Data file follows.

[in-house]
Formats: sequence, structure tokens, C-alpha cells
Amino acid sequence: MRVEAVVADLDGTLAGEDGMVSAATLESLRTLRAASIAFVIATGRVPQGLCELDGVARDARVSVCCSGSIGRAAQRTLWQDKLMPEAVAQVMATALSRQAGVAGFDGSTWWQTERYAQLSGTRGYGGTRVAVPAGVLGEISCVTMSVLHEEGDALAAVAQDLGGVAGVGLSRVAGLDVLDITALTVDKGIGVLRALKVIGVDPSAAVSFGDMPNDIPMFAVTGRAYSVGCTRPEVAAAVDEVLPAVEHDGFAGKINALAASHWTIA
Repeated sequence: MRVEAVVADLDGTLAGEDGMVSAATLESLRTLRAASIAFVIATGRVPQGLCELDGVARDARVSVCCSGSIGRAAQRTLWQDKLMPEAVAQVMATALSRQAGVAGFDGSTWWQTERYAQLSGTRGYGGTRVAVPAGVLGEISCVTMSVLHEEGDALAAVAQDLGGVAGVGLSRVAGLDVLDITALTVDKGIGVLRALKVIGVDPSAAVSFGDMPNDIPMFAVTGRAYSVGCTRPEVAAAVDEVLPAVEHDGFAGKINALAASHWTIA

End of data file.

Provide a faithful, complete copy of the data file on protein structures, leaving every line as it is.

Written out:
[in-house]
Formats: sequence, structure tokens, C-alpha cells
Amino acid sequence: MRVEAVVADLDGTLAGEDGMVSAATLESLRTLRAASIAFVIATGRVPQGLCELDGVARDARVSVCCSGSIGRAAQRTLWQDKLMPEAVAQVMATALSRQAGVAGFDGSTWWQTERYAQLSGTRGYGGTRVAVPAGVLGEISCVTMSVLHEEGDALAAVAQDLGGVAGVGLSRVAGLDVLDITALTVDKGIGVLRALKVIGVDPSAAVSFGDMPNDIPMFAVTGRAYSVGCTRPEVAAAVDEVLPAVEHDGFAGKINALAASHWTIA
Repeated sequence: MRVEAVVADLDGTLAGEDGMVSAATLESLRTLRAASIAFVIATGRVPQGLCELDGVARDARVSVCCSGSIGRAAQRTLWQDKLMPEAVAQVMATALSRQAGVAGFDGSTWWQTERYAQLSGTRGYGGTRVAVPAGVLGEISCVTMSVLHEEGDALAAVAQDLGGVAGVGLSRVAGLDVLDITALTVDKGIGVLRALKVIGVDPSAAVSFGDMPNDIPMFAVTGRAYSVGCTRPEVAAAVDEVLPAVEHDGFAGKINALAASHWTIA